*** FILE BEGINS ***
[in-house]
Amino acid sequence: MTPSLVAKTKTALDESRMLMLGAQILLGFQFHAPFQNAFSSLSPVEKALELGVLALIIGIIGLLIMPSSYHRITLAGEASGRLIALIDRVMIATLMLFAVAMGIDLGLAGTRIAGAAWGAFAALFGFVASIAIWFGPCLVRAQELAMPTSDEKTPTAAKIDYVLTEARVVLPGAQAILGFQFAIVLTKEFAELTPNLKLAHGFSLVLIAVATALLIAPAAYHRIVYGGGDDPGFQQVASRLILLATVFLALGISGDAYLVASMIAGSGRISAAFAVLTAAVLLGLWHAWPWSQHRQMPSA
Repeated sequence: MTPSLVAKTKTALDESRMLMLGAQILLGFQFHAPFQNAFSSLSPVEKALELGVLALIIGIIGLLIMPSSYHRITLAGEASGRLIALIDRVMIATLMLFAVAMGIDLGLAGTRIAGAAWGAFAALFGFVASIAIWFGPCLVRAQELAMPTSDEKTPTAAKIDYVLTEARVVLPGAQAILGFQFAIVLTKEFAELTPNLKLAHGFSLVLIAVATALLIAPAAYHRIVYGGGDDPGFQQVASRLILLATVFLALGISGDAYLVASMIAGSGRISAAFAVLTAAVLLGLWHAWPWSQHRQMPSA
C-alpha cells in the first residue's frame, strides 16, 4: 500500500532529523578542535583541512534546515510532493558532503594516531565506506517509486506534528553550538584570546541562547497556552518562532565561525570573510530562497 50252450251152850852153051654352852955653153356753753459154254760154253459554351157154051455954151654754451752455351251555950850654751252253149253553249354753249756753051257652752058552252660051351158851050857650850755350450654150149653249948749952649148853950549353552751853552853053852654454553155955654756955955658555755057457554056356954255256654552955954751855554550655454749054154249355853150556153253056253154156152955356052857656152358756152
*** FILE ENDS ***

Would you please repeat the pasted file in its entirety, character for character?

[in-house]
Amino acid sequence: MTPSLVAKTKTALDESRMLMLGAQILLGFQFHAPFQNAFSSLSPVEKALELGVLALIIGIIGLLIMPSSYHRITLAGEASGRLIALIDRVMIATLMLFAVAMGIDLGLAGTRIAGAAWGAFAALFGFVASIAIWFGPCLVRAQELAMPTSDEKTPTAAKIDYVLTEARVVLPGAQAILGFQFAIVLTKEFAELTPNLKLAHGFSLVLIAVATALLIAPAAYHRIVYGGGDDPGFQQVASRLILLATVFLALGISGDAYLVASMIAGSGRISAAFAVLTAAVLLGLWHAWPWSQHRQMPSA
Repeated sequence: MTPSLVAKTKTALDESRMLMLGAQILLGFQFHAPFQNAFSSLSPVEKALELGVLALIIGIIGLLIMPSSYHRITLAGEASGRLIALIDRVMIATLMLFAVAMGIDLGLAGTRIAGAAWGAFAALFGFVASIAIWFGPCLVRAQELAMPTSDEKTPTAAKIDYVLTEARVVLPGAQAILGFQFAIVLTKEFAELTPNLKLAHGFSLVLIAVATALLIAPAAYHRIVYGGGDDPGFQQVASRLILLATVFLALGISGDAYLVASMIAGSGRISAAFAVLTAAVLLGLWHAWPWSQHRQMPSA
C-alpha cells in the first residue's frame, strides 16, 4: 500500500532529523578542535583541512534546515510532493558532503594516531565506506517509486506534528553550538584570546541562547497556552518562532565561525570573510530562497 50252450251152850852153051654352852955653153356753753459154254760154253459554351157154051455954151654754451752455351251555950850654751252253149253553249354753249756753051257652752058552252660051351158851050857650850755350450654150149653249948749952649148853950549353552751853552853053852654454553155955654756955955658555755057457554056356954255256654552955954751855554550655454749054154249355853150556153253056253154156152955356052857656152358756152